Originally Published March 2009
Michael O'Connor and Nicola Dunleavy of Matheson Ormsby
Prentice look at the impact of the turbulent credit markets on the
delivery of Public Private Partnership (PPP) projects and explain
that in the negotiated and competitive dialogue procedures,
amendments to the contracts with the final bidders are allowed,
provided certain criteria are met and provided that the competition
is set up correctly.
The current turbulence in the credit markets has raised many
questions about the future of public private partnerships as an
instrument for delivering public infrastructure. In the short to
medium term it is hoped that public authorities will start to
incorporate a degree of flexibility into procurements to enable
projects to react to the ongoing market disruption during the
procurement phases without the need to restart the procurement
process. This approach will not however address the challenges
faced by projects currently in procurement and which are struggling
to reach financial close. The answer for these projects lies in the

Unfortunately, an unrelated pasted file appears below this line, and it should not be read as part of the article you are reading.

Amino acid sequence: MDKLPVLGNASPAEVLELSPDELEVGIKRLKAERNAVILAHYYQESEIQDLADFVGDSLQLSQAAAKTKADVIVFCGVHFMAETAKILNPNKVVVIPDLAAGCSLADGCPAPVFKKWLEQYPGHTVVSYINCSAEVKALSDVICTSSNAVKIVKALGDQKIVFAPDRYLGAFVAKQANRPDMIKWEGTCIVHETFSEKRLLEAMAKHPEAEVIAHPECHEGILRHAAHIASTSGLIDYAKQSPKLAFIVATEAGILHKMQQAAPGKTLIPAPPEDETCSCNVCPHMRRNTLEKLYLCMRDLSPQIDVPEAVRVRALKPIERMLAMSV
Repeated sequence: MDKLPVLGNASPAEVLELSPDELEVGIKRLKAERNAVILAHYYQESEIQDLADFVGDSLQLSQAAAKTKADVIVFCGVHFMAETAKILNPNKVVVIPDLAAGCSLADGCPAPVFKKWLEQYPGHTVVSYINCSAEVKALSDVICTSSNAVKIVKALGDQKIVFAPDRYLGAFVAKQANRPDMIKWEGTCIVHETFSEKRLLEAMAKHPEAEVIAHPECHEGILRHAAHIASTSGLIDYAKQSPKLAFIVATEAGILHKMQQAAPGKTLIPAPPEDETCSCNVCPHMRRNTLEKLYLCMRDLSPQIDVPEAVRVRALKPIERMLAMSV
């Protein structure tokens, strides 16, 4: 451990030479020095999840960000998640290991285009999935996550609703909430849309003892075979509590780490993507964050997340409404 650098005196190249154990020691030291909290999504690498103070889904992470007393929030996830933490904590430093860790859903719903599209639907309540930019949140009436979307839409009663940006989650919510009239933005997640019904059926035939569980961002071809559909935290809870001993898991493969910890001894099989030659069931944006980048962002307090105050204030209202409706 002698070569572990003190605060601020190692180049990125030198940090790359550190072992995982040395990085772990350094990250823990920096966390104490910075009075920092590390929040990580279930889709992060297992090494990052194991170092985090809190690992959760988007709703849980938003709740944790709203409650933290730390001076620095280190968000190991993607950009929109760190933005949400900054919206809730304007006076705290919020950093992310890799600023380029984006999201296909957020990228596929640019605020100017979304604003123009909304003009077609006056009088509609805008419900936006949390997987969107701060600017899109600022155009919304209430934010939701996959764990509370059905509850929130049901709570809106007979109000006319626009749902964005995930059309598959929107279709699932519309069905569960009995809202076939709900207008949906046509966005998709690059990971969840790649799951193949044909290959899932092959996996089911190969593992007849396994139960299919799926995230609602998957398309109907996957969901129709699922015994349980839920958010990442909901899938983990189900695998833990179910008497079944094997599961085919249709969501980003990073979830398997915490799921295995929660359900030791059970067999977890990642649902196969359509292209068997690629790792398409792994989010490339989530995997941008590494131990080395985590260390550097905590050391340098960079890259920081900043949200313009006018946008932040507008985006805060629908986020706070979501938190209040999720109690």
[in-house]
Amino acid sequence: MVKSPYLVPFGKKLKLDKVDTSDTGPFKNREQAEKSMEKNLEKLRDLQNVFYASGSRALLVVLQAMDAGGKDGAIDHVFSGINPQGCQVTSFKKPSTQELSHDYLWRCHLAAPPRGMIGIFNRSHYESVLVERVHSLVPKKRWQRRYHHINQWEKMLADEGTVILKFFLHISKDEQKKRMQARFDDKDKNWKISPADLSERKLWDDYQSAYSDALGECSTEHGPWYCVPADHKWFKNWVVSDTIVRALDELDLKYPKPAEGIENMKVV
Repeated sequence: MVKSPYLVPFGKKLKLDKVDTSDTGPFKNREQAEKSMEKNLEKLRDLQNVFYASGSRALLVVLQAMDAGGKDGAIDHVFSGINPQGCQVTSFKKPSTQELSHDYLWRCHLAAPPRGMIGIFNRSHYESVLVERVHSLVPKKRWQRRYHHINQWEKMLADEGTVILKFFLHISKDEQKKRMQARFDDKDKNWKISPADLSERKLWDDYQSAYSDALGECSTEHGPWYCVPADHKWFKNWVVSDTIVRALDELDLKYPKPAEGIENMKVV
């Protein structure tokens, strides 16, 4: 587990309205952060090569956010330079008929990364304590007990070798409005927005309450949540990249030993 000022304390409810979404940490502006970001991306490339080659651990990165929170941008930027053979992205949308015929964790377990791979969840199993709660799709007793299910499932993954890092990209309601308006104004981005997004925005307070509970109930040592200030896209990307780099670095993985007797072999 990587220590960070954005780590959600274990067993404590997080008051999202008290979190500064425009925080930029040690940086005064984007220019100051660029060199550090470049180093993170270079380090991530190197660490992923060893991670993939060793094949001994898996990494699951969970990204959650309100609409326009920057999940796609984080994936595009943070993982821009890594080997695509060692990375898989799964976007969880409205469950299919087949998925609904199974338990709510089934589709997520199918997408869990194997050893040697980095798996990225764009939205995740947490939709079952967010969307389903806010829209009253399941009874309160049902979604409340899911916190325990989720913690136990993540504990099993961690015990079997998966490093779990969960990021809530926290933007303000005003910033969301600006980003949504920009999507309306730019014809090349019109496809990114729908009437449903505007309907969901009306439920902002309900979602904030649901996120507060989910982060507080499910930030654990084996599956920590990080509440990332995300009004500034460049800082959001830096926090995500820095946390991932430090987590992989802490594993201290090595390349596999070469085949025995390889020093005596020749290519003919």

decided case law.
THE TRADITIONAL APPROACH
Public authorities believe that they have narrow rights to
change the contract after bids are in, even in the negotiated
procedure but particularly under competitive dialogue. On its face,
this belief is in line with the European Commission's views in
its Explanatory Note1 (which is not legally binding)
that once the preferred bidder has been identified, the
"room for manoeuvre... is fairly limited" and
the clarification process with the preferred bidder "does
not entail any negotiations solely with this economic operator
– amendments aimed at authorising such negotiations were
proposed and rejected by the Community legislative process. It
relates to something much more limited, specifically
'clarification' or 'confirmation' of undertakings
already appearing in the final tender itself".
THE REALITY OF CHANGE
The reality is that the procurement of a complex project can
take many months if not years. Many things change during that time.
The current credit crisis is a prime example.
In the recent past there was the impact of 9/11 on the insurance
markets. Changes can flow from planning permissions granted after a
final bidder is selected or from financial due diligence. The cost
and time involved in the financial due diligence means that lenders
do not usually engage until a final bidder is selected. Amendments
to the contract become essential to...